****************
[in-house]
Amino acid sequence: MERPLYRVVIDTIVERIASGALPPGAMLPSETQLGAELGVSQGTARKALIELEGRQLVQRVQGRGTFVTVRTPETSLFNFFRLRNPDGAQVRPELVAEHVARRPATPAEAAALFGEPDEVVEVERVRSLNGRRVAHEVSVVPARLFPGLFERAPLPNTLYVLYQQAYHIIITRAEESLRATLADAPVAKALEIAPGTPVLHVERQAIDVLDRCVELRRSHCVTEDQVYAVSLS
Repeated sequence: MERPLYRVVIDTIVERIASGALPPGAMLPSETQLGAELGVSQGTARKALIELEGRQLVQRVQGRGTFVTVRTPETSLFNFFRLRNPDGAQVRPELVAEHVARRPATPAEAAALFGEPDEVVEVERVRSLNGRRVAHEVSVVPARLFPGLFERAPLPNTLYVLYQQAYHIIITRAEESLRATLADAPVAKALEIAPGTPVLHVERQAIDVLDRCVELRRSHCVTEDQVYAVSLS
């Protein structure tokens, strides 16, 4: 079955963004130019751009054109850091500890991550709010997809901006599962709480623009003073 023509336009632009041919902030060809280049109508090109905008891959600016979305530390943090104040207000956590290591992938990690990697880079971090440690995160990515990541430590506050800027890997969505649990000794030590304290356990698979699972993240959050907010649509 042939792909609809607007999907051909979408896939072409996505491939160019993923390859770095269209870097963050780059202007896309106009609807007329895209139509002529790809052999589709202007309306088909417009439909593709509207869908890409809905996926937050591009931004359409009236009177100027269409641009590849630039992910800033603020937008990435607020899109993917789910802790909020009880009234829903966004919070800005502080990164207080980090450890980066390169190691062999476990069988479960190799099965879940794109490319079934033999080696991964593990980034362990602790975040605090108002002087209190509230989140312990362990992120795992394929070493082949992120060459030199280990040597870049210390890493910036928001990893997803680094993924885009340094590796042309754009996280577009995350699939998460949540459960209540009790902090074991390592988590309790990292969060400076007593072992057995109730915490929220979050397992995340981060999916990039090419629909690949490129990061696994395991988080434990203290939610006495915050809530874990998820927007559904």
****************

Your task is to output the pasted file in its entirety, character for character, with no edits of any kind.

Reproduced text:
[in-house]
Amino acid sequence: MERPLYRVVIDTIVERIASGALPPGAMLPSETQLGAELGVSQGTARKALIELEGRQLVQRVQGRGTFVTVRTPETSLFNFFRLRNPDGAQVRPELVAEHVARRPATPAEAAALFGEPDEVVEVERVRSLNGRRVAHEVSVVPARLFPGLFERAPLPNTLYVLYQQAYHIIITRAEESLRATLADAPVAKALEIAPGTPVLHVERQAIDVLDRCVELRRSHCVTEDQVYAVSLS
Repeated sequence: MERPLYRVVIDTIVERIASGALPPGAMLPSETQLGAELGVSQGTARKALIELEGRQLVQRVQGRGTFVTVRTPETSLFNFFRLRNPDGAQVRPELVAEHVARRPATPAEAAALFGEPDEVVEVERVRSLNGRRVAHEVSVVPARLFPGLFERAPLPNTLYVLYQQAYHIIITRAEESLRATLADAPVAKALEIAPGTPVLHVERQAIDVLDRCVELRRSHCVTEDQVYAVSLS
């Protein structure tokens, strides 16, 4: 079955963004130019751009054109850091500890991550709010997809901006599962709480623009003073 023509336009632009041919902030060809280049109508090109905008891959600016979305530390943090104040207000956590290591992938990690990697880079971090440690995160990515990541430590506050800027890997969505649990000794030590304290356990698979699972993240959050907010649509 042939792909609809607007999907051909979408896939072409996505491939160019993923390859770095269209870097963050780059202007896309106009609807007329895209139509002529790809052999589709202007309306088909417009439909593709509207869908890409809905996926937050591009931004359409009236009177100027269409641009590849630039992910800033603020937008990435607020899109993917789910802790909020009880009234829903966004919070800005502080990164207080980090450890980066390169190691062999476990069988479960190799099965879940794109490319079934033999080696991964593990980034362990602790975040605090108002002087209190509230989140312990362990992120795992394929070493082949992120060459030199280990040597870049210390890493910036928001990893997803680094993924885009340094590796042309754009996280577009995350699939998460949540459960209540009790902090074991390592988590309790990292969060400076007593072992057995109730915490929220979050397992995340981060999916990039090419629909690949490129990061696994395991988080434990203290939610006495915050809530874990998820927007559904």